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An analyst has revealed Brisbane has four of the nations top ten locations for risky off-the-plan unit investment. Photo: Steve PohlnerA report released by property analyst, RiskWise Property Review, identified the top 10 locations Australia-wide where off-the-plan (OTP) unit investment was deemed most risky.RiskWise founder, Doron Peleg, said there were 300,000 units planned for completion in the next two years across the nation.More from newsMould, age, not enough to stop 17 bidders fighting for this home4 hours agoBuyers ‘crazy’ not to take govt freebies, says 28-yr-old investor4 hours ago“Overall, the vast majority of current OTP properties are in high risk areas.”RiskWise analysed as to where new units comprised the high proportion of total units.The analysis showed that as a percentage of the total unit pool, new unit numbers in Brisbane City (34.5 per cent), Fortitude Valley (63.4 per cent), South Brisbane (91.3 per cent) and Chermside (57.9 per cent) make them among the 10 most risky Australian locations for buying OTP apartments.Mr Peleg said despite Brisbane having areas with the right fundamentals for investment, buyers of new product should consider detached houses rather than apartments.“However, in Brisbane, while there was a small number of suburbs where OTP units have the potential to deliver a solid capital growth, the risk associated with those investments is beyond the required threshold, and in all of the 15 suburbs in Greater Brisbane, only houses are included in our report.”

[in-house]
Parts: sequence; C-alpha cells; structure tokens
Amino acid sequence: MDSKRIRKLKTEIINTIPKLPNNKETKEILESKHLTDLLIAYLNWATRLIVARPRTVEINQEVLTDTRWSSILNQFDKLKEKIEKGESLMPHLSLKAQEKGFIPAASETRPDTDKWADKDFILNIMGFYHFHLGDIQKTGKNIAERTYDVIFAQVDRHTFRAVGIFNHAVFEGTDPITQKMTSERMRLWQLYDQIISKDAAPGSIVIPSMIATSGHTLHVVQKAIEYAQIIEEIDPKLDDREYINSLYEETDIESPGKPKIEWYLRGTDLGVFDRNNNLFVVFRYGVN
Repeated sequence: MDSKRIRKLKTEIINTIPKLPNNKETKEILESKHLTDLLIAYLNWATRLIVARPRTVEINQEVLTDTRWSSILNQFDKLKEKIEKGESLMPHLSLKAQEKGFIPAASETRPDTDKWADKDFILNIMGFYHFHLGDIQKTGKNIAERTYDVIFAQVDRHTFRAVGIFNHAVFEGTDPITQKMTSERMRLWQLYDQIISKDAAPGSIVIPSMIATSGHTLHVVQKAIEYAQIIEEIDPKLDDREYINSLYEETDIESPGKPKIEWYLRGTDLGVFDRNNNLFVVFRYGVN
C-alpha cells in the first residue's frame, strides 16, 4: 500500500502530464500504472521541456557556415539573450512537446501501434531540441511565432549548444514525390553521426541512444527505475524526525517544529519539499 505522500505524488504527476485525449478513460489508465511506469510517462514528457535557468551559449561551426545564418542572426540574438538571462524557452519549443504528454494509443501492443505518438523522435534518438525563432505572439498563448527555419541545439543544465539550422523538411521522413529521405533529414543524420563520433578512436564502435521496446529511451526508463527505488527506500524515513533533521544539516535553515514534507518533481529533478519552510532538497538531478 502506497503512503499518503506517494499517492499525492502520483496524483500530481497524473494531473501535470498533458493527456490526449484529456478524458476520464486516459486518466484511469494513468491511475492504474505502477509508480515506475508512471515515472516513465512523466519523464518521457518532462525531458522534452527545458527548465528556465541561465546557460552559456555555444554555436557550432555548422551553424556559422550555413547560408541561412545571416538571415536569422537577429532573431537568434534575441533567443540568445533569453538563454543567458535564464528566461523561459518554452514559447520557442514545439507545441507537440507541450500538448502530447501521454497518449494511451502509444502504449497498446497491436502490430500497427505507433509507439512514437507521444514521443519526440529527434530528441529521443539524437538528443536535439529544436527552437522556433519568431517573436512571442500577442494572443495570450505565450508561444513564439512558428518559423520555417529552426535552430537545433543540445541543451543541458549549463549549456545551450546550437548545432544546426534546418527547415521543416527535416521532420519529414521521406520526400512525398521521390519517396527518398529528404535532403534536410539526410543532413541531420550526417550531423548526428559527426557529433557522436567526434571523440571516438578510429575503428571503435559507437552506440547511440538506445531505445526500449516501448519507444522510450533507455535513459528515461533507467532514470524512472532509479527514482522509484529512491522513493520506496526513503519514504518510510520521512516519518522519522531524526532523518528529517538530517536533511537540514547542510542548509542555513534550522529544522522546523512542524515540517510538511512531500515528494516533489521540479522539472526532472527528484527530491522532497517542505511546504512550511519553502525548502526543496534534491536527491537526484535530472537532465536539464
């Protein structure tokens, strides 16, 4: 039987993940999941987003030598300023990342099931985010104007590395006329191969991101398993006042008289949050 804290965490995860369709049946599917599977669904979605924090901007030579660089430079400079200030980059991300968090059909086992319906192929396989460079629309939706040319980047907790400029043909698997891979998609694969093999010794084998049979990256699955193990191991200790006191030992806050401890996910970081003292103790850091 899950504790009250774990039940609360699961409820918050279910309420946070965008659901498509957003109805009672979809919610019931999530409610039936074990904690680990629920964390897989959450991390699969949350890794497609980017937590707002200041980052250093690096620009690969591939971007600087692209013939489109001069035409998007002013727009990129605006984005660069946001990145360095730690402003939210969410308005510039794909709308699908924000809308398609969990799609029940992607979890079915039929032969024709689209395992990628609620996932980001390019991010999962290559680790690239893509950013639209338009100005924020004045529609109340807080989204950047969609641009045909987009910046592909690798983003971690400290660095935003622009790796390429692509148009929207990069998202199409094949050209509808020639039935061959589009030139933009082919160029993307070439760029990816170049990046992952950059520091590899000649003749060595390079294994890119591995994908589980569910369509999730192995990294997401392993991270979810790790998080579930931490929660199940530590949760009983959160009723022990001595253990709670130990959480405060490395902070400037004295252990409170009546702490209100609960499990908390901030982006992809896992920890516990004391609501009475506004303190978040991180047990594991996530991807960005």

Governments have work to do to shore up regulatory frameworks and make pension systems more understandable, according to the Organisation for Economic Co-operation and Development (OECD).In its Pensions Outlook 2018 report, the economic body made a number of suggestions for improving pension systems, including looking at how large investment institutions were governed for ideas on how to bolster rules, and using mechanisms such as automatic enrolment to make systems more inclusive.Pablo Antolin, principal economist and head of the organisation’s private pension unit, said: “People’s trust in pensions systems is undoubtedly low. There remains significant concern about whether institutions managing their retirement savings actually have their best interests at heart and will deliver on their promises once they reach retirement age.”Even though policymakers had made improvements to the design of funded pensions in recent years to tackle some of the problems related to low levels of financial knowledge and behavioural biases, he said there was more to do. “Essentially, pension reforms need to be better communicated so that the rationale and effects of pension reforms become clearer,” Antolin said. “People need a better understanding of what they themselves can do to secure their retirement incomes, why contributions to all types of pension arrangements are important, which vehicles are available for retirement saving, and how they are protected.” The OECD’s headquarters in ParisMechanisms such as automatic enrolment and escalation of contributions could take advantage of inertia to make pension systems more inclusive and help increase contribution levels, the OECD’s report said.The report also said the governance and investment approaches of “nationally significant investment institutions” provided useful guidelines to strengthen regulatory frameworks.“They have regulatory and legal frameworks at arm’s length from government; clearly stated missions to guide investment policy; an oversight board that is accountable to the competent authorities and to members; and transparency about their governance arrangements and their investment and risk management to keep them accountable to different stakeholders,” the OECD said.These institutions expressed performance aims in terms of their mission, it said, with performance monitoring conducted against this long-term goal, rather than against a market-based benchmark.The OECD also called for more flexibility on default retirement ages and progressive public pensions and tax rules to take account of financial disadvantages for people with expected shorter lives.“Individuals in low socio-economic groups have a lower life expectancy than high socio-economic groups,” it said. “They may be financially disadvantaged if they spend a shorter time in retirement relative to their working life, receiving a lower “return” on contributions made towards their funded pension source.”